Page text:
Sierra Space bursts full-scale inflatable space habitat module
Pop goes the test article. As planned
Sierra Space has inflated a full-sized test article of its Large Integrated Flexible Environment (LIFE) habitat beyond bursting point to demonstrate how the module might behave in the harsh environment of space.
The Ultimate Burst Pressure (UBP) test, required inflating the module until it popped, which happened at 77 psi, a good 27 per cent above NASA's recommended level of 60.8 psi. The NASA figure is based on the usual maximum operating pressure of 15.2 psi multiplied by a safety factor of four.
Size-wise, the test article was a third of the volume of the entire International Space Station (ISS) and would fit into a standard five-meter rocket fairing for launch. A 1,400 cubic meter version, packed into a seven-meter rocket fairing – such as the one proposed by Jeff Bezos' Blue Origin for its New Glenn rocket – would surpass the size of the ISS in a single launch.
The ISS is no stranger to inflatable modules – the Bigelow Expandable Activity Module (BEAM) was attached to the outpost in 2016 and is currently serving as storage. However, this latest example on blow-up modules is quite a bit larger.
The team has plans for a series of tests in 2024, both at sub- and full-scale, including development of the primary atmospheric barrier and micrometeoroid orbital debris layers. The company plans to deploy its technology in collaboration with Blue Origin on Orbital Reef, a proposed commercial space station in low Earth orbit.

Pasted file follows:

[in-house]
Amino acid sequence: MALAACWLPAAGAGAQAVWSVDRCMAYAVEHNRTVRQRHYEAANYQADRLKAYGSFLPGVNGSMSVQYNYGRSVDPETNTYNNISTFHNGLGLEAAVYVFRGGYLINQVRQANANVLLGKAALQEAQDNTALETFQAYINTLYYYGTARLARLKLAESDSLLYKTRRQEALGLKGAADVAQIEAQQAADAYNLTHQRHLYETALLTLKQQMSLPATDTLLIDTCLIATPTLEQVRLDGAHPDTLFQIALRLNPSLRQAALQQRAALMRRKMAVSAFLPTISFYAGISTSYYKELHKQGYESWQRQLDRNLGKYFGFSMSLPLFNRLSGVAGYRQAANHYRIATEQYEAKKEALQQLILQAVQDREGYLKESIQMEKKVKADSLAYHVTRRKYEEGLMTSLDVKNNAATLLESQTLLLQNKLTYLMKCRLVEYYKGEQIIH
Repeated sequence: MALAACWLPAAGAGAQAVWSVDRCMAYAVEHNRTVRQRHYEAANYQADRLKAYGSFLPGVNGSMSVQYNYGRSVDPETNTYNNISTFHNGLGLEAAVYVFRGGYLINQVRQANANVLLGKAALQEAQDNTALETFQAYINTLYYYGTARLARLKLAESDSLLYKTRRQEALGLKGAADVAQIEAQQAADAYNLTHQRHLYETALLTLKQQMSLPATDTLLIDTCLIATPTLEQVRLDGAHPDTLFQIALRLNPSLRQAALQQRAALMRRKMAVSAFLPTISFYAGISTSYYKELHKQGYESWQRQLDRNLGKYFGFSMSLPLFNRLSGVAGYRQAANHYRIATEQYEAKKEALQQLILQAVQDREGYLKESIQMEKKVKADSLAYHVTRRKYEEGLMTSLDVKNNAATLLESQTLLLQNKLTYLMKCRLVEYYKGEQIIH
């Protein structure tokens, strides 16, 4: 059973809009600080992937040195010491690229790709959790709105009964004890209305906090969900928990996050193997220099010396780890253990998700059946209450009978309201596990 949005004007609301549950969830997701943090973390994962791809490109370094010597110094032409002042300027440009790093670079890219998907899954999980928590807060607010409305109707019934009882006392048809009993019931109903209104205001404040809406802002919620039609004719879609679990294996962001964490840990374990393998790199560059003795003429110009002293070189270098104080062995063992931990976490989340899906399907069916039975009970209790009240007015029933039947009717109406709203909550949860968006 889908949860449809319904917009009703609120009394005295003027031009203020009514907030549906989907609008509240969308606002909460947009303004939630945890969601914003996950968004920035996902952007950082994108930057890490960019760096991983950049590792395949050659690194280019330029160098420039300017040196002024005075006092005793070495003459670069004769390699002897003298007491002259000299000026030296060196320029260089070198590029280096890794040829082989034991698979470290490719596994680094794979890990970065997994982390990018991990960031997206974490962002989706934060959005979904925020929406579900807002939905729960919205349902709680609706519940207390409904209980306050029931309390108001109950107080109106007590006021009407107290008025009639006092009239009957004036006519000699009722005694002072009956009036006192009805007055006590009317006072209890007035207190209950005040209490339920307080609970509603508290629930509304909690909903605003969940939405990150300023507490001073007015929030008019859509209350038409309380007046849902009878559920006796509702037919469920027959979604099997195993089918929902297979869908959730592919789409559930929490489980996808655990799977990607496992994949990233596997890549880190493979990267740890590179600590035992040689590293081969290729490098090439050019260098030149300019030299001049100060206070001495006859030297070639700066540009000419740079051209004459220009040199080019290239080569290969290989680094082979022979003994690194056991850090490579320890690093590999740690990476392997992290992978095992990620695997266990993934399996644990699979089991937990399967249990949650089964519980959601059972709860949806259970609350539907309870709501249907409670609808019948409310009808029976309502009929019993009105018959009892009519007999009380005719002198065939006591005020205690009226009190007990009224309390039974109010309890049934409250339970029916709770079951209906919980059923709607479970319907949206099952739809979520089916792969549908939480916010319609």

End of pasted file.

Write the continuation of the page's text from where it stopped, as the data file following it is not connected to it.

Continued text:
The UBP test focused on the LIFE habitat pressure shell, which includes Vectran straps. According to Sierra Space, "Vectran is stronger than steel when inflated on-orbit and provides high margins of safety under pressure."
The test didn't go entirely to plan – shortly after passing NASA's recommended psi, a leak was noted and eventually traced to a problematic vent valve rather than the article itself. Problem fixed, the team carried on with the inflation until the test article finally burst.
Sierra Space is also notable for its Dream Chaser spacecraft, a winged freighter capable of delivering cargo to and from the ISS and returning to Earth using a runway. The first vehicle, Tenacity, will be launched atop a Vulcan Centaur rocket. The maiden launch is currently scheduled for later this year.
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Sierra Space's CEO, Tom Vice, said, "We're not a company that is trying to escape Earth; we're not a company that thinks that we ought to leave the planet. We're a company that is committed to this home and making it better."
We can't imagine what other company he might be thinking of. ®